Dynamic and static analysis
- By Joab Jackson
- May 22, 2008
When it comes to inspecting a new program for bugs, there are two broad approaches a reviewer can take. One is static analysis, in which a coder, or a program, dutifully combs through each line of code, watching what it does and looking for ways that it could disrupt things.
The second approach is known as dynamic analysis. This method involves compiling and running the program and watch what each thread that program spawns does. This dynamic approach can be invaluable in pinpointing bugs that can slow or crash a program that are not obvious from code review.
One security review vendor, Coverity, has delved into dynamic analysis with a new program, Coverity Thread Analyzer for Java. You may recognize the name Coverity. The company, with Homeland Security Department funding, reviews opensource programs for errors and posts the results. The new analyzer will watch a program as it executes. It complements Coverity's static analysis program, Prevent.
The program can root out problems that could lie dormant for thousands of runtime hours before crashing the system, said Ben Chelf, chief technical officer for Coverity. It can find race conditions, where two threads compete for the same resource, which can cause unpredictable behavior. It can find potential deadlocks, in which two resources wait for each other to finish, effectively bringing both to a halt.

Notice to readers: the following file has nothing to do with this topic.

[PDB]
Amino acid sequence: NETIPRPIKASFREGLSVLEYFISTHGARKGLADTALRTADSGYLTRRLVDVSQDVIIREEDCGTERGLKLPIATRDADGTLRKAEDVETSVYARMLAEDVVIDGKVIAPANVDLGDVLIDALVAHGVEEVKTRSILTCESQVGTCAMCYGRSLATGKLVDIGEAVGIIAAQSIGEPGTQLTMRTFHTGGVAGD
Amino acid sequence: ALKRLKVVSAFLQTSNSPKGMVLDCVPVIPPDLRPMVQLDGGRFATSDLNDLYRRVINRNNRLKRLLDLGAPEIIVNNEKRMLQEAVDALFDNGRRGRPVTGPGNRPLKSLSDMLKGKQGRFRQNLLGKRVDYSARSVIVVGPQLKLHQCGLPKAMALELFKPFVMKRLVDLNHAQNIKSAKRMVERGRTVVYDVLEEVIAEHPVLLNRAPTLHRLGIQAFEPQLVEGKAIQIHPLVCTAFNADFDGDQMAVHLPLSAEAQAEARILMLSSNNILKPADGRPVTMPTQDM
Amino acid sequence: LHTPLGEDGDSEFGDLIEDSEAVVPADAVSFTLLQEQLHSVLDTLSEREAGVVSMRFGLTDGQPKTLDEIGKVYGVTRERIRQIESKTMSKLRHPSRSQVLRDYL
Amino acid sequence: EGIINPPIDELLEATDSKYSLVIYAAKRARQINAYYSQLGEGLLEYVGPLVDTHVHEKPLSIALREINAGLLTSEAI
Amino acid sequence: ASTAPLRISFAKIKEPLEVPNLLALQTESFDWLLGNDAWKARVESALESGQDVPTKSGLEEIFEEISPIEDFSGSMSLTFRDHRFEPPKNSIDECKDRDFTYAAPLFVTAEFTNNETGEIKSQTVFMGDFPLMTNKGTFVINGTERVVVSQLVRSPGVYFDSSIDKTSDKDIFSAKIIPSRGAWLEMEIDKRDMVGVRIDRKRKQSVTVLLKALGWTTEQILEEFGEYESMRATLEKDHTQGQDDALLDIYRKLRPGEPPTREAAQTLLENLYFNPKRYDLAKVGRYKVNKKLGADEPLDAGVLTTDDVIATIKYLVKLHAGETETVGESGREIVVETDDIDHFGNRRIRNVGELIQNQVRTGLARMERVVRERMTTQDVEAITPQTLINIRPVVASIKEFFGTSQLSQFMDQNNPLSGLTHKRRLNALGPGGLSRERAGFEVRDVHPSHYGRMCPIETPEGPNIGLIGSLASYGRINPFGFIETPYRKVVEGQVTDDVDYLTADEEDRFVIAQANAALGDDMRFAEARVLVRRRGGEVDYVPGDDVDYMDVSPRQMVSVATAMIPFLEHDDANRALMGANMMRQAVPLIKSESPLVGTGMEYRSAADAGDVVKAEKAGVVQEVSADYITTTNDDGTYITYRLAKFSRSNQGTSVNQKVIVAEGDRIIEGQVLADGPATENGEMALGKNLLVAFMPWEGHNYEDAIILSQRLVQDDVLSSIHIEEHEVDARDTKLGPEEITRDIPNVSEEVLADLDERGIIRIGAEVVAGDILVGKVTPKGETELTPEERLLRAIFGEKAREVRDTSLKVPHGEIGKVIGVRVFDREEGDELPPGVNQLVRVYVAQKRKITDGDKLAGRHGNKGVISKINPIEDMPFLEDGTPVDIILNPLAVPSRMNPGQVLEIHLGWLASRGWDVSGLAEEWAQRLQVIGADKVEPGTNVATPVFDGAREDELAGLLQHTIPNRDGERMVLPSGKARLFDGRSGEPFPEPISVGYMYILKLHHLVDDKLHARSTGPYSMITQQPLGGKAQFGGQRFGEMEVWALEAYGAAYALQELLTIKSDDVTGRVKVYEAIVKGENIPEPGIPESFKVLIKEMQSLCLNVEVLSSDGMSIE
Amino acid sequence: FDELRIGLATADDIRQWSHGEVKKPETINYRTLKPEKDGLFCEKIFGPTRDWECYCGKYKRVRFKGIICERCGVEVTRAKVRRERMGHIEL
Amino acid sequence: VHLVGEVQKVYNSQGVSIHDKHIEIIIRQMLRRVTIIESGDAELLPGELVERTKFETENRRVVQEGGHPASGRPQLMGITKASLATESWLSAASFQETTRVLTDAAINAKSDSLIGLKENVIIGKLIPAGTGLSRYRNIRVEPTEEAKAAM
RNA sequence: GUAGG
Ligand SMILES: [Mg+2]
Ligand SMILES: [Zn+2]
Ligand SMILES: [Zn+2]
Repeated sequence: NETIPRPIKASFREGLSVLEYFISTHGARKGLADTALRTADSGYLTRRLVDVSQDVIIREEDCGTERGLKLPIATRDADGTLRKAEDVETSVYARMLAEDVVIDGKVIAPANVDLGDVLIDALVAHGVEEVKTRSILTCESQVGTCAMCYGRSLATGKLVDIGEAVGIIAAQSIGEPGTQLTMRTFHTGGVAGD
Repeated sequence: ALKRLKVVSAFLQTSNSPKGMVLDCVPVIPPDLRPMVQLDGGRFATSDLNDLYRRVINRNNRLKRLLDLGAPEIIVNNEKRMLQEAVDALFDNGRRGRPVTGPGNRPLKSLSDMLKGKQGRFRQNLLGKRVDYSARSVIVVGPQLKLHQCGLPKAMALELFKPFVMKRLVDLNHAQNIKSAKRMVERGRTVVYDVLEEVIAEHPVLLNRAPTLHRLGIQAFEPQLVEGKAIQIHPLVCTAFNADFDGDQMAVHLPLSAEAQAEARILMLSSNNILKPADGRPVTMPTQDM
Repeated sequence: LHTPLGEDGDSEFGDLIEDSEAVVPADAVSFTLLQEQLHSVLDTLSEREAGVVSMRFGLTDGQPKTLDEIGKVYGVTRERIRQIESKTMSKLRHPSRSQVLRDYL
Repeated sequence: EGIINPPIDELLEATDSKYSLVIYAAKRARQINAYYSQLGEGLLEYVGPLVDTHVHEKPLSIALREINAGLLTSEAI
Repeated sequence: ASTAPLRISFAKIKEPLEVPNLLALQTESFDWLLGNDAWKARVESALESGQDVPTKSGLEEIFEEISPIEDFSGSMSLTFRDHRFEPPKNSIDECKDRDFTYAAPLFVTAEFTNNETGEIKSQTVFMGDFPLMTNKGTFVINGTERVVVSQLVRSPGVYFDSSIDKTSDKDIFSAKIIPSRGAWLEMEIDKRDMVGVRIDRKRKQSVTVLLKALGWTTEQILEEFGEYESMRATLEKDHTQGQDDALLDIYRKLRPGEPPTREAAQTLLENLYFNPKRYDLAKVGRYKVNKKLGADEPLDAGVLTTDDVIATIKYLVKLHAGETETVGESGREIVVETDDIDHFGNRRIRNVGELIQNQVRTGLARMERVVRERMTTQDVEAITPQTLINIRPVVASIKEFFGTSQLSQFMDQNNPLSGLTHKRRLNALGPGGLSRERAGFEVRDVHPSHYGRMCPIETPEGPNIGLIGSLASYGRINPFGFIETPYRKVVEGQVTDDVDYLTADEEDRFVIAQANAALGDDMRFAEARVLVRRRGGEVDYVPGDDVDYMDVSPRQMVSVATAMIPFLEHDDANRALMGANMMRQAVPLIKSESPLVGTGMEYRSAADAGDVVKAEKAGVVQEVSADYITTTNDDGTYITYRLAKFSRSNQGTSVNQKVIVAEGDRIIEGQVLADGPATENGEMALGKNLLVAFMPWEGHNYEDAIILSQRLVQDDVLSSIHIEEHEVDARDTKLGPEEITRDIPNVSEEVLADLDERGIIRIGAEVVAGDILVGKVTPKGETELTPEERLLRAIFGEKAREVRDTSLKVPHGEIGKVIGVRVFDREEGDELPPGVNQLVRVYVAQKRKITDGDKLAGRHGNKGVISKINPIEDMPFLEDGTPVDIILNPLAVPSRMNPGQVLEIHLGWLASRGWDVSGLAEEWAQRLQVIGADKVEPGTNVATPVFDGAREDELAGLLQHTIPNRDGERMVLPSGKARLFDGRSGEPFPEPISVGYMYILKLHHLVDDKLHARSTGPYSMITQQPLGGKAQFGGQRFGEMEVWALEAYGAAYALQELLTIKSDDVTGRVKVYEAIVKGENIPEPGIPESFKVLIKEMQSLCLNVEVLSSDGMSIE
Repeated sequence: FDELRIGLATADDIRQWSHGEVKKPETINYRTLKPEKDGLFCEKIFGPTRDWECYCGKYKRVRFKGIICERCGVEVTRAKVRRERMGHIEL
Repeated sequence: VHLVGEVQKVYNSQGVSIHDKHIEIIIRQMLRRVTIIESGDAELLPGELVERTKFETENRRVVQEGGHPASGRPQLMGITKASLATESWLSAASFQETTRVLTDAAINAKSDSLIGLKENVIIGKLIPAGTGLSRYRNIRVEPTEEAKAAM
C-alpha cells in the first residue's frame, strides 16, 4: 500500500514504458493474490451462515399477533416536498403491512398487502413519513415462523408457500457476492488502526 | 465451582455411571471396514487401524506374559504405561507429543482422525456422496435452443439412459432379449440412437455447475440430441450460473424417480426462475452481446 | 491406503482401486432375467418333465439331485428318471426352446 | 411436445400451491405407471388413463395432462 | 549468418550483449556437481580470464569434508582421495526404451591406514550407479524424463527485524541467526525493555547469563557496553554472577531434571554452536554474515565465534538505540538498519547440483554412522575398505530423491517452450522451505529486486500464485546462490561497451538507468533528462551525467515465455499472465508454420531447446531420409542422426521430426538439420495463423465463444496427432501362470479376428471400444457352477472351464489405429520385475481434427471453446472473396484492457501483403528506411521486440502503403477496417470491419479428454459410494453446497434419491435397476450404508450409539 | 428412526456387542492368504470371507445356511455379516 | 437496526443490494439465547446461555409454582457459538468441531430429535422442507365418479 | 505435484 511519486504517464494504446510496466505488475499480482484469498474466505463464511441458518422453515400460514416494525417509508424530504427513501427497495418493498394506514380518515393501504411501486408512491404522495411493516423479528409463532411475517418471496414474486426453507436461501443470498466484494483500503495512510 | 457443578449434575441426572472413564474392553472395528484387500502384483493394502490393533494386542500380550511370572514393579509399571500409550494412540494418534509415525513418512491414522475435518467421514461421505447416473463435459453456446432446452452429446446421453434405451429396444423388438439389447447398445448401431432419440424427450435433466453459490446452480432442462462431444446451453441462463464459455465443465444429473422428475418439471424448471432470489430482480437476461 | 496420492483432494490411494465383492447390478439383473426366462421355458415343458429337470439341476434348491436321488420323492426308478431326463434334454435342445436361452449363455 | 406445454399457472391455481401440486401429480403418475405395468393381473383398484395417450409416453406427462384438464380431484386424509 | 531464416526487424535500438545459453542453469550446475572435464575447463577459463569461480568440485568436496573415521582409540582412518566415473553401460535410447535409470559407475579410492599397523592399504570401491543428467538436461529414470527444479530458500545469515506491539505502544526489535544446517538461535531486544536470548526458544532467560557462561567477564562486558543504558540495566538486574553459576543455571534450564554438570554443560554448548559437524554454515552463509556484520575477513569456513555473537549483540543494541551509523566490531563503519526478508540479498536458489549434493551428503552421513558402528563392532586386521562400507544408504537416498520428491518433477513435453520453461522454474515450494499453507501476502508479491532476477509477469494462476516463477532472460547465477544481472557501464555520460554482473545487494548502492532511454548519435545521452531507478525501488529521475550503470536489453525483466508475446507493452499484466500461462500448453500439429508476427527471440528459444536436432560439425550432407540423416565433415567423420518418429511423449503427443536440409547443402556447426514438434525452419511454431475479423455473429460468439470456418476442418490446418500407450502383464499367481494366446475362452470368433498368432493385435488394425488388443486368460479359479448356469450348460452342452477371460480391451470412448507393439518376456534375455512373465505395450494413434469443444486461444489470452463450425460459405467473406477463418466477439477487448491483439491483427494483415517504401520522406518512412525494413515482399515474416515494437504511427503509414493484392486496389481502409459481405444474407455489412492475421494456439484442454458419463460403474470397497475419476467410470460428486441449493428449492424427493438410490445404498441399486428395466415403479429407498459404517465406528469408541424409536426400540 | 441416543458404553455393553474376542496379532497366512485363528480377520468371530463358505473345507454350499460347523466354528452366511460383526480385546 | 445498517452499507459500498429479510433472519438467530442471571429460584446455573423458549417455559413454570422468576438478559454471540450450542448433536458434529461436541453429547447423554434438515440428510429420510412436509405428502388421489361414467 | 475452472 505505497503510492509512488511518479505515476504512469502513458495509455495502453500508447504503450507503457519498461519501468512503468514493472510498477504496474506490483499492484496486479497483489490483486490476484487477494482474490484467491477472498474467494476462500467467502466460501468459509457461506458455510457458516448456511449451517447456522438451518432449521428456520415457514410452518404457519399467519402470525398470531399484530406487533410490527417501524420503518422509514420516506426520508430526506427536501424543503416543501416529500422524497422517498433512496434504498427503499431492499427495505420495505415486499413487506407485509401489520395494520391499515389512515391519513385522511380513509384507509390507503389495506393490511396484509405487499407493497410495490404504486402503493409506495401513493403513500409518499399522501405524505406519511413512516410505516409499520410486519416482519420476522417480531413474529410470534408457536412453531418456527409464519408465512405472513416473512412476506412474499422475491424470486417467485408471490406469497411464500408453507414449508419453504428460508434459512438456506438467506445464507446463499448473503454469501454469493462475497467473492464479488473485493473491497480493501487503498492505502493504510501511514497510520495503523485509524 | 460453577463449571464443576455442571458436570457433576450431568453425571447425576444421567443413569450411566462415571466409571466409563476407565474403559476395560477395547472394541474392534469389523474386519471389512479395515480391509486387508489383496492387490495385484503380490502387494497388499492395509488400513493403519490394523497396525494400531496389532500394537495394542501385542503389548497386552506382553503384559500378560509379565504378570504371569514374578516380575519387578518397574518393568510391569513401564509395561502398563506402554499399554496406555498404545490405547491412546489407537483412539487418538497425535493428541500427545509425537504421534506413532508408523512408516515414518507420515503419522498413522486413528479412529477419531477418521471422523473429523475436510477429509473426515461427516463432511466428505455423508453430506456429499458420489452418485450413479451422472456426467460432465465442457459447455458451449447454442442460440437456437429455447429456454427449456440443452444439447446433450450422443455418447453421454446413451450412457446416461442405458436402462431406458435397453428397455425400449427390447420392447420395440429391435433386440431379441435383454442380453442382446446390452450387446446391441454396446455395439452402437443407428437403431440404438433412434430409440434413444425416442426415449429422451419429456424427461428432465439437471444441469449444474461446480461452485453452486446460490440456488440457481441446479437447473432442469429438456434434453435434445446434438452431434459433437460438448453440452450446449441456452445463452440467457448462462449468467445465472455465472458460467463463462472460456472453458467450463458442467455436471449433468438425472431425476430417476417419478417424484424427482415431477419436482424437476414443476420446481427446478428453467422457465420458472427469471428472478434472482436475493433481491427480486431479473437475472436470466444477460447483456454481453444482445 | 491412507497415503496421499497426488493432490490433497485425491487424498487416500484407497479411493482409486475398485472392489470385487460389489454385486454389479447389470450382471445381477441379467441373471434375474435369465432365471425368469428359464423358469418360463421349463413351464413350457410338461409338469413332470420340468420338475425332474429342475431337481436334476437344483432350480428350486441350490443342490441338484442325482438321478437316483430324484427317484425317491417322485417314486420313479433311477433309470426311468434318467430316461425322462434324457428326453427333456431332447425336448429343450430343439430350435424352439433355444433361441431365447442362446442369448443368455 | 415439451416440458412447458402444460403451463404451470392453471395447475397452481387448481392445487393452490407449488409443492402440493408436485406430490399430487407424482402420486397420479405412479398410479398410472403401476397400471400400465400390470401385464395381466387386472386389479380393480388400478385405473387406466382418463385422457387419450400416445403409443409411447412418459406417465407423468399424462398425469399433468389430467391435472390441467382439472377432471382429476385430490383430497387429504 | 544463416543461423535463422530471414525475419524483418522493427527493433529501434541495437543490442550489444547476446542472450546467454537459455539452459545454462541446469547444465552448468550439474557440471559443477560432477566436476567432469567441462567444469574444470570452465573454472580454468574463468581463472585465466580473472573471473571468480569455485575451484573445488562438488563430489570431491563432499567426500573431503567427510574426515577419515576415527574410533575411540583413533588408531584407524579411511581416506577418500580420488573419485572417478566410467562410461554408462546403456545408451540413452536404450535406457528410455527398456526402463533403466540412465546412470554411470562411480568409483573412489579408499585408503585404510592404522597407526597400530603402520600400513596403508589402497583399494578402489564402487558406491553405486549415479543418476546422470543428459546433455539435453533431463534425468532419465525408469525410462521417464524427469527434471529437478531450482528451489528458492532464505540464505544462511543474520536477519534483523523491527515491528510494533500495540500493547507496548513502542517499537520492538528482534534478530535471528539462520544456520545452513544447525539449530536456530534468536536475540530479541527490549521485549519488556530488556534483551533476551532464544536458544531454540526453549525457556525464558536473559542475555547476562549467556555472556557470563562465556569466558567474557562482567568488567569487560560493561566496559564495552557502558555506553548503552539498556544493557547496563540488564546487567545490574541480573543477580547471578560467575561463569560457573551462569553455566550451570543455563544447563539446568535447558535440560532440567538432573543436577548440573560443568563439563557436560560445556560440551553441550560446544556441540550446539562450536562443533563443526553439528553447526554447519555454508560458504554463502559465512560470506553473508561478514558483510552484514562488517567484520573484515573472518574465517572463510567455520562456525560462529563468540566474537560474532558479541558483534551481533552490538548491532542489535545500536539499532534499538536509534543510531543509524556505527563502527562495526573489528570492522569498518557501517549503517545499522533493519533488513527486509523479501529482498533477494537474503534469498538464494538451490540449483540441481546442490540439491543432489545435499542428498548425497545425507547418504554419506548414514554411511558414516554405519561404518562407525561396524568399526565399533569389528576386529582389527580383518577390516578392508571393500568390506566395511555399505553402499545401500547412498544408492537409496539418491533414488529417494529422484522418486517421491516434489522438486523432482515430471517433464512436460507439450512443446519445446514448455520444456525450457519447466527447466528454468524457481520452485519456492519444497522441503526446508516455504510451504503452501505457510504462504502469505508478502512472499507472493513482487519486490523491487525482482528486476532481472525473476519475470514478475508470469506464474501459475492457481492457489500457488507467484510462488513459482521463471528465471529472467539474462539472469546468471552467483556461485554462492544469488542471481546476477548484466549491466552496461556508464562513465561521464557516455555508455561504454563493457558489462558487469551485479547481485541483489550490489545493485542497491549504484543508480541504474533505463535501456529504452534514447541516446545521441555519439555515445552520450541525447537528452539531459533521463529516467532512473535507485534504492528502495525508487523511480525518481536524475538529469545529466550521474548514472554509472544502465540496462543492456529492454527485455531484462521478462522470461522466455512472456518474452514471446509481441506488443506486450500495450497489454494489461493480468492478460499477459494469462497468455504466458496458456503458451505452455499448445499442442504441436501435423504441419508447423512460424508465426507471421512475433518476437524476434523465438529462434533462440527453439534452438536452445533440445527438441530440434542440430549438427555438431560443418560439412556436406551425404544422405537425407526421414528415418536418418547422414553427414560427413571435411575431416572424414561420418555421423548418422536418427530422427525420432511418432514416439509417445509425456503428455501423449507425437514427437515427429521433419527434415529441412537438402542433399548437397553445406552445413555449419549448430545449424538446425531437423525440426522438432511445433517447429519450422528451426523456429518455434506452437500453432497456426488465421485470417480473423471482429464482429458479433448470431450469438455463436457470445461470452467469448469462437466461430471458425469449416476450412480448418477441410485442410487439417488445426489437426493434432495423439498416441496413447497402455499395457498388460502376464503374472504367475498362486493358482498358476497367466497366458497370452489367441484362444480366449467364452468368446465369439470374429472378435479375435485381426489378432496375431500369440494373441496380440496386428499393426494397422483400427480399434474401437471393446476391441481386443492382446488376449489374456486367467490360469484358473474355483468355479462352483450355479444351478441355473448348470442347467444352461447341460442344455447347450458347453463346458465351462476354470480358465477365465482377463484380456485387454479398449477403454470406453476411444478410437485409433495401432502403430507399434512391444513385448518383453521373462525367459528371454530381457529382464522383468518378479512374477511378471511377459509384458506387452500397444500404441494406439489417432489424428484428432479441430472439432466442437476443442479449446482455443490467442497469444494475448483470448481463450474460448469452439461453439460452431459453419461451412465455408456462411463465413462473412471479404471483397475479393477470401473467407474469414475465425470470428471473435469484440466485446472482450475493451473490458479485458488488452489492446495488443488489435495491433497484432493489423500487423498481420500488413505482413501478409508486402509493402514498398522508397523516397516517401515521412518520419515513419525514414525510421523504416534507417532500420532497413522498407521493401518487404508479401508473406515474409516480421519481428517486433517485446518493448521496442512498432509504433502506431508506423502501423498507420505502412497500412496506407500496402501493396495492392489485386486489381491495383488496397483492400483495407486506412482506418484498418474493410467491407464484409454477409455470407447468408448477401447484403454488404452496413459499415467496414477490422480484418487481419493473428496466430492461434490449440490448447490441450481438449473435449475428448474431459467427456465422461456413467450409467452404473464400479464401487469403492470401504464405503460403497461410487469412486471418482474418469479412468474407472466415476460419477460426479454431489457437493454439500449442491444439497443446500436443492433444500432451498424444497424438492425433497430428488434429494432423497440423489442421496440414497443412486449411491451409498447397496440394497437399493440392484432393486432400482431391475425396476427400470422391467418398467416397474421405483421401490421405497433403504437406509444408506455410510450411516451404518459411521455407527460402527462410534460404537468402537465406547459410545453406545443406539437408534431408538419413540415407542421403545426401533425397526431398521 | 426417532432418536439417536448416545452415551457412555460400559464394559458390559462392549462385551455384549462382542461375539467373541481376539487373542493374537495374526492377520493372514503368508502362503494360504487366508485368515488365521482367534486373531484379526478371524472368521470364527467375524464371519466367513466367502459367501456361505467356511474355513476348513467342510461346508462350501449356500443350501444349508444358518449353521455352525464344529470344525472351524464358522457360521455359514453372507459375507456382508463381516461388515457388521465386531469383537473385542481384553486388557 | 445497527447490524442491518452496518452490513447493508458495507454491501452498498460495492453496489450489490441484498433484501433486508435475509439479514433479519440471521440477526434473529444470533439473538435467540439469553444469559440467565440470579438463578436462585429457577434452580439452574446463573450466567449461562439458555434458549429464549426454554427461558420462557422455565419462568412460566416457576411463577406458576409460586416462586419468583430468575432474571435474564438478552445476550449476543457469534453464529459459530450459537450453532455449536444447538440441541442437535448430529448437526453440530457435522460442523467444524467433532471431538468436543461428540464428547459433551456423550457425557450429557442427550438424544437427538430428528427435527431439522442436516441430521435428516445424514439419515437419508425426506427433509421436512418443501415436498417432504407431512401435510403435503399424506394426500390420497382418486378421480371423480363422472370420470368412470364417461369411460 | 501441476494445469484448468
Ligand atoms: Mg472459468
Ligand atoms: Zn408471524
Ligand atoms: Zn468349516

Of course, Thread Analyzer is not the first product to do dynamic tracing. Sun Microsystems' opensource DTrace, for instance, is widely used by debuggers. DTrace's limitation is that 'it can tell you only what happened to that one execution,' Chelf said. 'We want to see not only what happened but infer what might happen.'
The program does this by adding hooks into the bytecode of the Java program under study. The source code is not required. 'By putting in these hooks, we can watch every time the threads try to communicate, either through acquiring locks, or accessing data,' Chelf said. With this data, the program can then 'compute what might occur in other execution environments.'
Joab Jackson is the senior technology editor for Government Computer News.